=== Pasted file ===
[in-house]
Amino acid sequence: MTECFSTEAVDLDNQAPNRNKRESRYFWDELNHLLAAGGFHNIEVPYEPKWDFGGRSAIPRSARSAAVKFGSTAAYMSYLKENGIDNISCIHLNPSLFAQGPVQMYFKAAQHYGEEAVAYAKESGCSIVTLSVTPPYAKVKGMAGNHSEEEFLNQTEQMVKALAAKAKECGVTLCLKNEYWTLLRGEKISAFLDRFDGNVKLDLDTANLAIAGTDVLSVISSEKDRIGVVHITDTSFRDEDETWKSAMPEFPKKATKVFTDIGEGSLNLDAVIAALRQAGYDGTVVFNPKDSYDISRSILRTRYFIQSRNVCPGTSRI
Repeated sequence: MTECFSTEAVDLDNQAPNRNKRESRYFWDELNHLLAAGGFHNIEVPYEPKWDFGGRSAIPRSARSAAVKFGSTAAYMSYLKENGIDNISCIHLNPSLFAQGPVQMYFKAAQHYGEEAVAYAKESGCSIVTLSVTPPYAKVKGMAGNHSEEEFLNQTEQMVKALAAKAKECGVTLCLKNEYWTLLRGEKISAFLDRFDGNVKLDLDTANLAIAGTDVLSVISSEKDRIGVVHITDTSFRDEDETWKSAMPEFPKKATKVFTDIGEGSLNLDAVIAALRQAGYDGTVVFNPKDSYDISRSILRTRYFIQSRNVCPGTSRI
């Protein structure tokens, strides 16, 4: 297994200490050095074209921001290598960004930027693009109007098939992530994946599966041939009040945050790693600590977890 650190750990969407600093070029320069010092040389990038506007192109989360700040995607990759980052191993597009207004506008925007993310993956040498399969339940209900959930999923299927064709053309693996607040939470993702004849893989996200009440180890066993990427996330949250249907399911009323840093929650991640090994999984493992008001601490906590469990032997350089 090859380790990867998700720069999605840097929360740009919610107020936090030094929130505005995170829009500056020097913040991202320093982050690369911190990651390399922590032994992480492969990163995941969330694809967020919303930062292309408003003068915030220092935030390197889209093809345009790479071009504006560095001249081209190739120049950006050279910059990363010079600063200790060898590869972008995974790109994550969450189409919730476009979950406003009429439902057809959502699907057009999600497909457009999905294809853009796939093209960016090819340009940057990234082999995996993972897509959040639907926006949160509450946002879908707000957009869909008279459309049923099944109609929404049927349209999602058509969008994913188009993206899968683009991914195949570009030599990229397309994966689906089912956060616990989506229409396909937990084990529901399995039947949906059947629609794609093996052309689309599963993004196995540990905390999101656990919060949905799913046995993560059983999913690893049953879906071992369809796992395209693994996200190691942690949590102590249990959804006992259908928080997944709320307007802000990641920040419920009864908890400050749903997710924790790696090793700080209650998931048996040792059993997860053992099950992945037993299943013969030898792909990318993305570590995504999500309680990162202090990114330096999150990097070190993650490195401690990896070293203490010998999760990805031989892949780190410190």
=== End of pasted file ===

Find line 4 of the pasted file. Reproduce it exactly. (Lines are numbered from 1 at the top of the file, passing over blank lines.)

């Protein structure tokens, strides 16, 4: 297994200490050095074209921001290598960004930027693009109007098939992530994946599966041939009040945050790693600590977890 650190750990969407600093070029320069010092040389990038506007192109989360700040995607990759980052191993597009207004506008925007993310993956040498399969339940209900959930999923299927064709053309693996607040939470993702004849893989996200009440180890066993990427996330949250249907399911009323840093929650991640090994999984493992008001601490906590469990032997350089 090859380790990867998700720069999605840097929360740009919610107020936090030094929130505005995170829009500056020097913040991202320093982050690369911190990651390399922590032994992480492969990163995941969330694809967020919303930062292309408003003068915030220092935030390197889209093809345009790479071009504006560095001249081209190739120049950006050279910059990363010079600063200790060898590869972008995974790109994550969450189409919730476009979950406003009429439902057809959502699907057009999600497909457009999905294809853009796939093209960016090819340009940057990234082999995996993972897509959040639907926006949160509450946002879908707000957009869909008279459309049923099944109609929404049927349209999602058509969008994913188009993206899968683009991914195949570009030599990229397309994966689906089912956060616990989506229409396909937990084990529901399995039947949906059947629609794609093996052309689309599963993004196995540990905390999101656990919060949905799913046995993560059983999913690893049953879906071992369809796992395209693994996200190691942690949590102590249990959804006992259908928080997944709320307007802000990641920040419920009864908890400050749903997710924790790696090793700080209650998931048996040792059993997860053992099950992945037993299943013969030898792909990318993305570590995504999500309680990162202090990114330096999150990097070190993650490195401690990896070293203490010998999760990805031989892949780190410190």